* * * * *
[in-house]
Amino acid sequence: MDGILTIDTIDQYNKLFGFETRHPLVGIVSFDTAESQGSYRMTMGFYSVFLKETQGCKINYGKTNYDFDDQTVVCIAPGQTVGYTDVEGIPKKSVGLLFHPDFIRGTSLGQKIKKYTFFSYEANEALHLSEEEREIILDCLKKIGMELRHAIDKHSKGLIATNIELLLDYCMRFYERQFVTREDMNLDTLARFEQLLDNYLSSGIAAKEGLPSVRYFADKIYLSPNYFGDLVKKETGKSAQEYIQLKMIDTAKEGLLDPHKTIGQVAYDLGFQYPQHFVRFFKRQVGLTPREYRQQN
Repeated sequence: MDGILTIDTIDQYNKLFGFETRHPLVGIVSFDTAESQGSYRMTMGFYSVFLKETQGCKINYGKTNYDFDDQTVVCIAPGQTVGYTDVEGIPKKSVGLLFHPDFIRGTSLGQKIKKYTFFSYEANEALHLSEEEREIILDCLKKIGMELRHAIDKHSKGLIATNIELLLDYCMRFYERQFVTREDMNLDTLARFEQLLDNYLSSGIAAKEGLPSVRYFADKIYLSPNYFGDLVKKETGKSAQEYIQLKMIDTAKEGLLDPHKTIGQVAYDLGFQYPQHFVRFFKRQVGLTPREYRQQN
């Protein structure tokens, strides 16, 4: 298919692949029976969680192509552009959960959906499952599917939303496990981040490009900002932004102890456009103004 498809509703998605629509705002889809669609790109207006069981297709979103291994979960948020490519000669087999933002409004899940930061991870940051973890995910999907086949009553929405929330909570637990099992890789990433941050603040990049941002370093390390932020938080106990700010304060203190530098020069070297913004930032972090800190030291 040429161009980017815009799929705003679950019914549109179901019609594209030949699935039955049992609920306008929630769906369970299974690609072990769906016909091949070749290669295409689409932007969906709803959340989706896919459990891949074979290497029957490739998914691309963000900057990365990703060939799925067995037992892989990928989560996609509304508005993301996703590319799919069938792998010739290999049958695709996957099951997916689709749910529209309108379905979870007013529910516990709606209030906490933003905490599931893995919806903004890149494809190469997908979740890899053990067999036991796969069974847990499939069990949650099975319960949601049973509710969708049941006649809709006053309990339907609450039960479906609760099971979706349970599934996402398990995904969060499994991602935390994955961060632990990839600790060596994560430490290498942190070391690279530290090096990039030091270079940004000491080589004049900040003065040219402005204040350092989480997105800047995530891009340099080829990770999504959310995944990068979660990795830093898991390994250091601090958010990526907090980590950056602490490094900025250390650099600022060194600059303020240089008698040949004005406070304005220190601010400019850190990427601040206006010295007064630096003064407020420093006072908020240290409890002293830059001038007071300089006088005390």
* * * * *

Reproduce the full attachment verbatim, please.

[in-house]
Amino acid sequence: MDGILTIDTIDQYNKLFGFETRHPLVGIVSFDTAESQGSYRMTMGFYSVFLKETQGCKINYGKTNYDFDDQTVVCIAPGQTVGYTDVEGIPKKSVGLLFHPDFIRGTSLGQKIKKYTFFSYEANEALHLSEEEREIILDCLKKIGMELRHAIDKHSKGLIATNIELLLDYCMRFYERQFVTREDMNLDTLARFEQLLDNYLSSGIAAKEGLPSVRYFADKIYLSPNYFGDLVKKETGKSAQEYIQLKMIDTAKEGLLDPHKTIGQVAYDLGFQYPQHFVRFFKRQVGLTPREYRQQN
Repeated sequence: MDGILTIDTIDQYNKLFGFETRHPLVGIVSFDTAESQGSYRMTMGFYSVFLKETQGCKINYGKTNYDFDDQTVVCIAPGQTVGYTDVEGIPKKSVGLLFHPDFIRGTSLGQKIKKYTFFSYEANEALHLSEEEREIILDCLKKIGMELRHAIDKHSKGLIATNIELLLDYCMRFYERQFVTREDMNLDTLARFEQLLDNYLSSGIAAKEGLPSVRYFADKIYLSPNYFGDLVKKETGKSAQEYIQLKMIDTAKEGLLDPHKTIGQVAYDLGFQYPQHFVRFFKRQVGLTPREYRQQN
């Protein structure tokens, strides 16, 4: 298919692949029976969680192509552009959960959906499952599917939303496990981040490009900002932004102890456009103004 498809509703998605629509705002889809669609790109207006069981297709979103291994979960948020490519000669087999933002409004899940930061991870940051973890995910999907086949009553929405929330909570637990099992890789990433941050603040990049941002370093390390932020938080106990700010304060203190530098020069070297913004930032972090800190030291 040429161009980017815009799929705003679950019914549109179901019609594209030949699935039955049992609920306008929630769906369970299974690609072990769906016909091949070749290669295409689409932007969906709803959340989706896919459990891949074979290497029957490739998914691309963000900057990365990703060939799925067995037992892989990928989560996609509304508005993301996703590319799919069938792998010739290999049958695709996957099951997916689709749910529209309108379905979870007013529910516990709606209030906490933003905490599931893995919806903004890149494809190469997908979740890899053990067999036991796969069974847990499939069990949650099975319960949601049973509710969708049941006649809709006053309990339907609450039960479906609760099971979706349970599934996402398990995904969060499994991602935390994955961060632990990839600790060596994560430490290498942190070391690279530290090096990039030091270079940004000491080589004049900040003065040219402005204040350092989480997105800047995530891009340099080829990770999504959310995944990068979660990795830093898991390994250091601090958010990526907090980590950056602490490094900025250390650099600022060194600059303020240089008698040949004005406070304005220190601010400019850190990427601040206006010295007064630096003064407020420093006072908020240290409890002293830059001038007071300089006088005390």